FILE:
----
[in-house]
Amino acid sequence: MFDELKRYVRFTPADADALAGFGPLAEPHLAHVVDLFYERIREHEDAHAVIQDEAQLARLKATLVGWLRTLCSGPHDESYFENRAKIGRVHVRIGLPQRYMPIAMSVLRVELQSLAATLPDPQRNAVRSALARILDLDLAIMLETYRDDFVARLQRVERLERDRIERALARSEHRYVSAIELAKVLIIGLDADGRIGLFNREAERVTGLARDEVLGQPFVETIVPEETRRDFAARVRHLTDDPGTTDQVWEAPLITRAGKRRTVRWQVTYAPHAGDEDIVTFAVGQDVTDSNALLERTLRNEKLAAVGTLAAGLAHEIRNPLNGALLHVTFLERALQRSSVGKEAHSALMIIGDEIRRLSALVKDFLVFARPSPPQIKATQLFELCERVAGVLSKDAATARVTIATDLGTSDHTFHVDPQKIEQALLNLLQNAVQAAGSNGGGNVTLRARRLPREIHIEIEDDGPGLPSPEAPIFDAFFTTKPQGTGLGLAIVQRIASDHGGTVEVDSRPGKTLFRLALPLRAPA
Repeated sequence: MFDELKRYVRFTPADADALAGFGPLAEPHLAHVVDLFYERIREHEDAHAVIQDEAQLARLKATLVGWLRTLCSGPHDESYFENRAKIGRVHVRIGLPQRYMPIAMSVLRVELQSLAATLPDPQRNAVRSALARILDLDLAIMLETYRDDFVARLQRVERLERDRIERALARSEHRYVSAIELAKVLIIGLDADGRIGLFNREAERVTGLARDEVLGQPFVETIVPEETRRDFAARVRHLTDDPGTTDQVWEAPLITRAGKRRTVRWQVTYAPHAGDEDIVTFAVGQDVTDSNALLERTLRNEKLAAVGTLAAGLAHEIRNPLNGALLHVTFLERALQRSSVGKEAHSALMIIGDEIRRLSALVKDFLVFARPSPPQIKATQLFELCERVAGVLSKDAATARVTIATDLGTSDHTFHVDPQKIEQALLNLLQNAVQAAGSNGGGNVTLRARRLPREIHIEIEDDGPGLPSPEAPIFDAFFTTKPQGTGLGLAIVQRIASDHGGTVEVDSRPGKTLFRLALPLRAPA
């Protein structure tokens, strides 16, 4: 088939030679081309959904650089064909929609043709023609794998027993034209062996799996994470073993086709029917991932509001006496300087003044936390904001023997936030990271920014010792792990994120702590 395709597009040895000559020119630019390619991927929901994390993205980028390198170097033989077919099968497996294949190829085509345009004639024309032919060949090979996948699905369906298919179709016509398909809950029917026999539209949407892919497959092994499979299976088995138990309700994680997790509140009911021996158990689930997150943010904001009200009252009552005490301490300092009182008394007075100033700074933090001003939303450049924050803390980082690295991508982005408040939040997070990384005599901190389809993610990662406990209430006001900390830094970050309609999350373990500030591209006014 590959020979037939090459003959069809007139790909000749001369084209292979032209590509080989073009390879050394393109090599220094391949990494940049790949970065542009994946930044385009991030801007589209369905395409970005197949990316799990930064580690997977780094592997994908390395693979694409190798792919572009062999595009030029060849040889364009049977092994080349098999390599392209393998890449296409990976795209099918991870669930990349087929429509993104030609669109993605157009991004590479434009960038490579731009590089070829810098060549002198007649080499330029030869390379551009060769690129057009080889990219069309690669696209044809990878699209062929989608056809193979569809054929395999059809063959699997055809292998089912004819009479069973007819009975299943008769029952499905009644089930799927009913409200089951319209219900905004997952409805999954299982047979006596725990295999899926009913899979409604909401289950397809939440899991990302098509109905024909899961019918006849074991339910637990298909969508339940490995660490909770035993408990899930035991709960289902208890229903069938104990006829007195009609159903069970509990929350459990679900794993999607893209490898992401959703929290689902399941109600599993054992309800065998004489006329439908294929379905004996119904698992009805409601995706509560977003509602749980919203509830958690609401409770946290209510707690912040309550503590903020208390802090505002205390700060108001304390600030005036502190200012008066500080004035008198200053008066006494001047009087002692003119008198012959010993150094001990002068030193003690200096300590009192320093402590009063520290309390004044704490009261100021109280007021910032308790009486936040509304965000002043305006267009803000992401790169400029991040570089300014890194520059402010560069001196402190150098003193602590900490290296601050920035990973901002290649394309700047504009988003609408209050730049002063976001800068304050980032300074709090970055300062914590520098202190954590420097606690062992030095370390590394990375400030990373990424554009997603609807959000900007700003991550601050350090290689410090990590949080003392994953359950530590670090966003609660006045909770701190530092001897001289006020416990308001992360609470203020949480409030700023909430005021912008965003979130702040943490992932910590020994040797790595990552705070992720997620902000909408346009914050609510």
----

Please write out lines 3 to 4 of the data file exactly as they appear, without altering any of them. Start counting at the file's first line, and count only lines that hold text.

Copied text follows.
Repeated sequence: MFDELKRYVRFTPADADALAGFGPLAEPHLAHVVDLFYERIREHEDAHAVIQDEAQLARLKATLVGWLRTLCSGPHDESYFENRAKIGRVHVRIGLPQRYMPIAMSVLRVELQSLAATLPDPQRNAVRSALARILDLDLAIMLETYRDDFVARLQRVERLERDRIERALARSEHRYVSAIELAKVLIIGLDADGRIGLFNREAERVTGLARDEVLGQPFVETIVPEETRRDFAARVRHLTDDPGTTDQVWEAPLITRAGKRRTVRWQVTYAPHAGDEDIVTFAVGQDVTDSNALLERTLRNEKLAAVGTLAAGLAHEIRNPLNGALLHVTFLERALQRSSVGKEAHSALMIIGDEIRRLSALVKDFLVFARPSPPQIKATQLFELCERVAGVLSKDAATARVTIATDLGTSDHTFHVDPQKIEQALLNLLQNAVQAAGSNGGGNVTLRARRLPREIHIEIEDDGPGLPSPEAPIFDAFFTTKPQGTGLGLAIVQRIASDHGGTVEVDSRPGKTLFRLALPLRAPA
């Protein structure tokens, strides 16, 4: 088939030679081309959904650089064909929609043709023609794998027993034209062996799996994470073993086709029917991932509001006496300087003044936390904001023997936030990271920014010792792990994120702590 395709597009040895000559020119630019390619991927929901994390993205980028390198170097033989077919099968497996294949190829085509345009004639024309032919060949090979996948699905369906298919179709016509398909809950029917026999539209949407892919497959092994499979299976088995138990309700994680997790509140009911021996158990689930997150943010904001009200009252009552005490301490300092009182008394007075100033700074933090001003939303450049924050803390980082690295991508982005408040939040997070990384005599901190389809993610990662406990209430006001900390830094970050309609999350373990500030591209006014 590959020979037939090459003959069809007139790909000749001369084209292979032209590509080989073009390879050394393109090599220094391949990494940049790949970065542009994946930044385009991030801007589209369905395409970005197949990316799990930064580690997977780094592997994908390395693979694409190798792919572009062999595009030029060849040889364009049977092994080349098999390599392209393998890449296409990976795209099918991870669930990349087929429509993104030609669109993605157009991004590479434009960038490579731009590089070829810098060549002198007649080499330029030869390379551009060769690129057009080889990219069309690669696209044809990878699209062929989608056809193979569809054929395999059809063959699997055809292998089912004819009479069973007819009975299943008769029952499905009644089930799927009913409200089951319209219900905004997952409805999954299982047979006596725990295999899926009913899979409604909401289950397809939440899991990302098509109905024909899961019918006849074991339910637990298909969508339940490995660490909770035993408990899930035991709960289902208890229903069938104990006829007195009609159903069970509990929350459990679900794993999607893209490898992401959703929290689902399941109600599993054992309800065998004489006329439908294929379905004996119904698992009805409601995706509560977003509602749980919203509830958690609401409770946290209510707690912040309550503590903020208390802090505002205390700060108001304390600030005036502190200012008066500080004035008198200053008066006494001047009087002692003119008198012959010993150094001990002068030193003690200096300590009192320093402590009063520290309390004044704490009261100021109280007021910032308790009486936040509304965000002043305006267009803000992401790169400029991040570089300014890194520059402010560069001196402190150098003193602590900490290296601050920035990973901002290649394309700047504009988003609408209050730049002063976001800068304050980032300074709090970055300062914590520098202190954590420097606690062992030095370390590394990375400030990373990424554009997603609807959000900007700003991550601050350090290689410090990590949080003392994953359950530590670090966003609660006045909770701190530092001897001289006020416990308001992360609470203020949480409030700023909430005021912008965003979130702040943490992932910590020994040797790595990552705070992720997620902000909408346009914050609510």